Traveling with less is not as easy in the winter, bearing in mind the size of some of the clothes involved, but it can be done. Having spent the past hour tussling gently with what seems like a particularly recalcitrant octopus rightly full of its own opinions, this is what I’ve learned about packing for a winter week in a carry on. Welcome to the Packing Light Winter Edition. I’m using my winter packing list for Europe, but there are plenty of trips for travel to other destinations too.
Not quite ready to pack yet? Why not pin this for later!
Packing Light Winter Edition: What do you really need?
This applies just as much, if not more, to winter packing than summer packing. If you’ve read my travel hacks before, you’ll know that I am insistent on packing for the trip you are really going to have, not the one you think you might. While in summer I might happily abandon all kinds of extras, the same behaviour in winter has left me shivering and shopping. So bear that in mind.
If you are headed somewhere very wintery, then you might elect to buy some essentials there. This thin-blooded Brit only realised the full meaning of windchill when faced with a snowy Chicago February out at Oak Brook. There, the wind hit like a knife. I’d bought the snow boots I planned to buy on that trip. I ended up buying a new winter coat too, from a city that knows how to handle the chill.
Packing Light Winter Edition: Thinking it through before you pack
Be real. Pack for your life as it is. In winter, for me, that means accepting that I am not very good in the cold. I creak and I hurt if I get too chilly. So priorities for me have to be the extras that make outside bearable in the temperatures I’ll be experiencing. My trade off is more gear that I can wear wandering around in the chill, and less gear suitable for going somewhere posh.
As always, check out your destination weather and temperature up front. How is that going to feel to you? And in winter, learn from my mistake and think about wind chill too.
Then where’s your destination? Will you be in the city, and if so, can you expect clear paths if it snows? Or will you be outdoors in wild places, where you’ll need to be water resistant if not waterproof from head to toe.
How To Pack Winter Clothes Into Luggage: Choose Your Travel Outfit First
If you’re wondering how to pack winter clothes in your luggage, I have a tip for you. In winter, I always sort out my travel outfit first, as it’s a good opportunity to get the most bulky items out of your case and on your body. It helps if you can achieve that without getting into the “wear everything you have” ultra low cost airline scenario. Overheating makes me as grumpy as being chilly does, although you may have more fortitude.
Packing Light Winter Edition: What I wear
My winter uniform is pretty much this: knee boots or walking boots depending on destination, leggings or ponte trousers, a jersey soft cami, a long top and my biggest jumper. If time at the airport stresses you, make sure your long top is one you’re happy wearing on its own, should you need to shed the jumper. On top of this goes my big puffy jacket, a scarf, hat and gloves.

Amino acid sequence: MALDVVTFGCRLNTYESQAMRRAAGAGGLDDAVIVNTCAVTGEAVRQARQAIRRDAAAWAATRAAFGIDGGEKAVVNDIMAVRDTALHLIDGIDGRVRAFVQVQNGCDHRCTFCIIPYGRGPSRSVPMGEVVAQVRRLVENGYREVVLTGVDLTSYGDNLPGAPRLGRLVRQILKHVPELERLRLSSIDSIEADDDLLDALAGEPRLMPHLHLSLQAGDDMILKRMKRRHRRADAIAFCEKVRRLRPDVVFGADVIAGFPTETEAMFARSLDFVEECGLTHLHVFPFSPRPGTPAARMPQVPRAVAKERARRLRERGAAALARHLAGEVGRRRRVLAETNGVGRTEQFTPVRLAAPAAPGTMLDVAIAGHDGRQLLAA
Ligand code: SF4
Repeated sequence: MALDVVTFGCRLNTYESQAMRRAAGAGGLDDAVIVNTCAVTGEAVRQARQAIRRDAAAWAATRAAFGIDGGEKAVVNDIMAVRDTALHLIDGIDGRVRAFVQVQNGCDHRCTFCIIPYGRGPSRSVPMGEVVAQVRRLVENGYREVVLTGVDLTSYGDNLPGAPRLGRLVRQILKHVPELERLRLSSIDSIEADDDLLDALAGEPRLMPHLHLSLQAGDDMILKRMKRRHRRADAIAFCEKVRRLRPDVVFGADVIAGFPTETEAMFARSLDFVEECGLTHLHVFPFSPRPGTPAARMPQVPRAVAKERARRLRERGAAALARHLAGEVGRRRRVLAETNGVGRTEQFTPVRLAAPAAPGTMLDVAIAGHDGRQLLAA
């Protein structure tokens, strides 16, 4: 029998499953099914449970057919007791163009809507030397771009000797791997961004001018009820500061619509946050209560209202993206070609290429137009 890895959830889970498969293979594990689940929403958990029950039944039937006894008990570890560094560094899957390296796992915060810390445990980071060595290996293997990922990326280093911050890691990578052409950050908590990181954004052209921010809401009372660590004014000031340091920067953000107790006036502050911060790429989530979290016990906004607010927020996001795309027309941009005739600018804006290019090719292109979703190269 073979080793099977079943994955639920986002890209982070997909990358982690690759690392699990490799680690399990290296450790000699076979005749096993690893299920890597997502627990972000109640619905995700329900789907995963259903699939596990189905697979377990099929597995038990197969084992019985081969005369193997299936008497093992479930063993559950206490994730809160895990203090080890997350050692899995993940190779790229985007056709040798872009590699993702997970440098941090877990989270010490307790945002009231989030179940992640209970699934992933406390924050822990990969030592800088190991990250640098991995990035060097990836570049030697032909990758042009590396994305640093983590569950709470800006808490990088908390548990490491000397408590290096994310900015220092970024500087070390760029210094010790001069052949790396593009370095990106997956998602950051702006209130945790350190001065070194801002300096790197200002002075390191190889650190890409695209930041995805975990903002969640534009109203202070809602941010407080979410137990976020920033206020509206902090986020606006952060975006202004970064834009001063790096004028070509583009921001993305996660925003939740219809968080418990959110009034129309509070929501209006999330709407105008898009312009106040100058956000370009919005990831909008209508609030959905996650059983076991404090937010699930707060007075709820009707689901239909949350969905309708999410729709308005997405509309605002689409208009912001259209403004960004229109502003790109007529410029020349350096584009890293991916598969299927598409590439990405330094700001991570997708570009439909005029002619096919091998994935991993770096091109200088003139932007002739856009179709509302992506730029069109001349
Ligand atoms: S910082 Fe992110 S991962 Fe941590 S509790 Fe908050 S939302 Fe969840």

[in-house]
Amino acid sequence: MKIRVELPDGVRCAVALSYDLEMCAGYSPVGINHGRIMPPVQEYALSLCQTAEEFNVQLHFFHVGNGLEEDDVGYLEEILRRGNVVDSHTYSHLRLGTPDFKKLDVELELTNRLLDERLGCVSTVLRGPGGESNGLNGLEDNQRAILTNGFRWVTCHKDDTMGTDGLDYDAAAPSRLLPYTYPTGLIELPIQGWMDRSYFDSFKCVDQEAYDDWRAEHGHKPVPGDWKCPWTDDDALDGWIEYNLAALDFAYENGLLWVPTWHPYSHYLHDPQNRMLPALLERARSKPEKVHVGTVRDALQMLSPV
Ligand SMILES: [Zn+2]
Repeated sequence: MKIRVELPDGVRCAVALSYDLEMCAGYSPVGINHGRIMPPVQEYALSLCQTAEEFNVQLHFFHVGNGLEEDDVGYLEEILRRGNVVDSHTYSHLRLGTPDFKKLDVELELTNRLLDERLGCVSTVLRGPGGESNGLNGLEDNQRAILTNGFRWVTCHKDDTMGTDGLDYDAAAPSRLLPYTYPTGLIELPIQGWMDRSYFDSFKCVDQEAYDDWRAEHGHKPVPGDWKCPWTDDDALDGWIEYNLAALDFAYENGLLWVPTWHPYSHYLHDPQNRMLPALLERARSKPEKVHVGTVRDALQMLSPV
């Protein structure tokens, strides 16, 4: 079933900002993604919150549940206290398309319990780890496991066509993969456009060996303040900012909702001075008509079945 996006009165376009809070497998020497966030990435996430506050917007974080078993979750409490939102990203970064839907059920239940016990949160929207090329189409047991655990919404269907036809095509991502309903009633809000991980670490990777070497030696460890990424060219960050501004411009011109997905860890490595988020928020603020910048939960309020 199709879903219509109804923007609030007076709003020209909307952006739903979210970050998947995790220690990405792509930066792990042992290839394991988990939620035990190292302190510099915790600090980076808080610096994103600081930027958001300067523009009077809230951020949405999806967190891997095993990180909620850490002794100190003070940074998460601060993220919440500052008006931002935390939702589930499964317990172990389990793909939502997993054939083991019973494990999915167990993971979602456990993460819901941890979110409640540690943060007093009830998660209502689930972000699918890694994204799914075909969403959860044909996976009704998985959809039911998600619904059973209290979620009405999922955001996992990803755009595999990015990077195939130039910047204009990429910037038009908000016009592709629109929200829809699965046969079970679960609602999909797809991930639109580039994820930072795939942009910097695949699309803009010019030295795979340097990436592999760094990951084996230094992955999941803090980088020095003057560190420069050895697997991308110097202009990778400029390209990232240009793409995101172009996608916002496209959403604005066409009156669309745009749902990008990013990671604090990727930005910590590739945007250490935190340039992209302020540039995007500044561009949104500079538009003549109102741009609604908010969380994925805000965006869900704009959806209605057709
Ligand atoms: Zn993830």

I find it helpful to have a jacket with massive pockets. This means that when you go through security, you can stuff your scarf, hat and gloves in the pockets, leaving you less individual pieces to wrangle when you’re settling everything into trays.
Packing Light Winter Edition: A word on Comfort
Make sure that everything you set aside for your travel outfit is soft, gentle on your body and easy to wear. Nothing that rides up, digs in, or has you checking for a reflective surface to make sure it’s still ok. Being self-conscious or uncomfortable is never a good contributor to a trip.
How To Pack Light For Winter Travel
I’d say that I chose my colours for a week away, but in practice my winter wardrobe is actually twenty shades of black with a few small contrasts. If yours is more vibrant, then you probably already have a few themes, of which you can pick one.
Then it’s maths time. If you’re wearing tops and bottoms, then you need two or three tops to each bottom. If I can fit them in, I’ll take enough tops for at least three days to avoid the hassle of trying to wash and dry them quickly. Plus you’re traveling to enjoy the experience, not to test out the laundry facilities of the world. I’m wearing one big jumper on the way out, and will pack another, plus a thinner layering piece. Everything in my bag will go with everything else.
Packing Light Winter Edition: Surprise Choices
Don’t write off dresses for a winter trip. I find that with a cami and leggings underneath, they’re actually warmer than a top. And if you choose the right dresses, they can fold down into very much the same space as a long top.
As far as shoes go, winter makes for more challenging packing in a carry on. I wear knee boots, and take ankle boots. The ankle boots get thoroughly stuffed with everything I can possibly fit in them for the journey. It might be possible to stick with one pair of boots for a trip, but where I am walking loads, that can make for sore feet. And with two pairs you get the chance to let the first dry out in wet or snowy weather.